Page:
Ph.D., University of Toronto
Office Hours – 2022W term 2
- Mondays & Wednesdays, 4pm to 5pm
Among the other things it allows us to do, perception permits us to think about the observable properties of objects (e.g. their colour, their shape, their size, etc.). One strand of my research investigates what this fact should lead us to say about perception and thought. In addition, I write about nearby issues in philosophy of mind, epistemology, metaphysics, and philosophy of language. I am particularly interested in debates about reference, quantification, communication, and the rational significance of perceptual experience.
I also have a strong sideline in philosophy of law. My forays into legal theory began with the foundations of general jurisprudence, but now also encompass questions about the relationship between privacy and control.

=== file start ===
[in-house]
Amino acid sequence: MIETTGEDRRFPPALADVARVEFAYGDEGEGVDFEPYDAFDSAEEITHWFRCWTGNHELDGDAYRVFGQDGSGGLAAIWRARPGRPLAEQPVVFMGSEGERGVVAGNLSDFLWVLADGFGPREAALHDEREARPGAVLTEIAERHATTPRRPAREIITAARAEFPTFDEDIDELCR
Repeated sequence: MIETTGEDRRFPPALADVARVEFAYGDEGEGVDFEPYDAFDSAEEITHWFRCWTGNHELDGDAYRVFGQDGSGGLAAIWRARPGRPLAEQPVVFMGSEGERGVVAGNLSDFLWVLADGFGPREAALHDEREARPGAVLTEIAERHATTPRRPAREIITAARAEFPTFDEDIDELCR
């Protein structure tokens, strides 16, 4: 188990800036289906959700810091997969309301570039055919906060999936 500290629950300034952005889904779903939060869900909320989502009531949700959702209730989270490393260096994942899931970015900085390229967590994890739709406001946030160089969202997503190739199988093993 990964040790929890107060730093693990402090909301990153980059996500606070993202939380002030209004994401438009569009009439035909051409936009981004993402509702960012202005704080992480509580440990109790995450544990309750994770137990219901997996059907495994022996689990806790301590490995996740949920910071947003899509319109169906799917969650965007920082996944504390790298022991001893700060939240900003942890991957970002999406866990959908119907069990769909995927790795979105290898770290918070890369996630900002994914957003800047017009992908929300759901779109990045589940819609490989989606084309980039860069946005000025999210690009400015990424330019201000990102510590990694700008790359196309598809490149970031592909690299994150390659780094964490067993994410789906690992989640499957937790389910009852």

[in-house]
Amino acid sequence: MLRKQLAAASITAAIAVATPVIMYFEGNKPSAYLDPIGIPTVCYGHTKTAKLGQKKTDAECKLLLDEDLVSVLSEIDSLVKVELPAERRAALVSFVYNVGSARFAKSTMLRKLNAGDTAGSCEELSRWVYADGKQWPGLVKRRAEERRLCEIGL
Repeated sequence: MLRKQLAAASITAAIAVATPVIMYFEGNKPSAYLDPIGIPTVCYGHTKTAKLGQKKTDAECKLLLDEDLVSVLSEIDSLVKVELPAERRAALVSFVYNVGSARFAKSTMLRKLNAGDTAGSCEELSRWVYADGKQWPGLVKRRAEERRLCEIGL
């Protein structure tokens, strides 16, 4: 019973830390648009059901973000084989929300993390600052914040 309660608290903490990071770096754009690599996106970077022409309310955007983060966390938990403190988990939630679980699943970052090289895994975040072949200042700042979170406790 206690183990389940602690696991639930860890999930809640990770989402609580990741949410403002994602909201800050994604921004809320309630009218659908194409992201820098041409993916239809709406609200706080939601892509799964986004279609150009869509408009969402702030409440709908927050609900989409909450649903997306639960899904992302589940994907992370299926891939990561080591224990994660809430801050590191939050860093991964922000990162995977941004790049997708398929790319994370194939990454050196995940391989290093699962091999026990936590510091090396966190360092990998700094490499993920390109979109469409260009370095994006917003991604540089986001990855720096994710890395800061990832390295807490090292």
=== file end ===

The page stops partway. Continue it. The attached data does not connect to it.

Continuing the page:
- ‘On the Epistemic Significance of Perceptual Structure’ (forthcoming) Philosophical Quarterly
- ‘Russell on Propositions’ (2022) Routledge Handbook of Propositions (eds. A. Murray and C. Tillman). [w/Fatema Amijee]
- ‘Thinking Through Illusion’ (2020) European Journal of Philosophy 28 (3): 617-638.
- ‘Thought about Properties: Why the Perceptual Case is Basic’ (2018) Philosophical Quarterly 68 (271): 221-242.
- ‘On the Explanatory Power of Hallucination’ (2017) Synthèse 194: 1765-1785. [w/ M. Arsenault]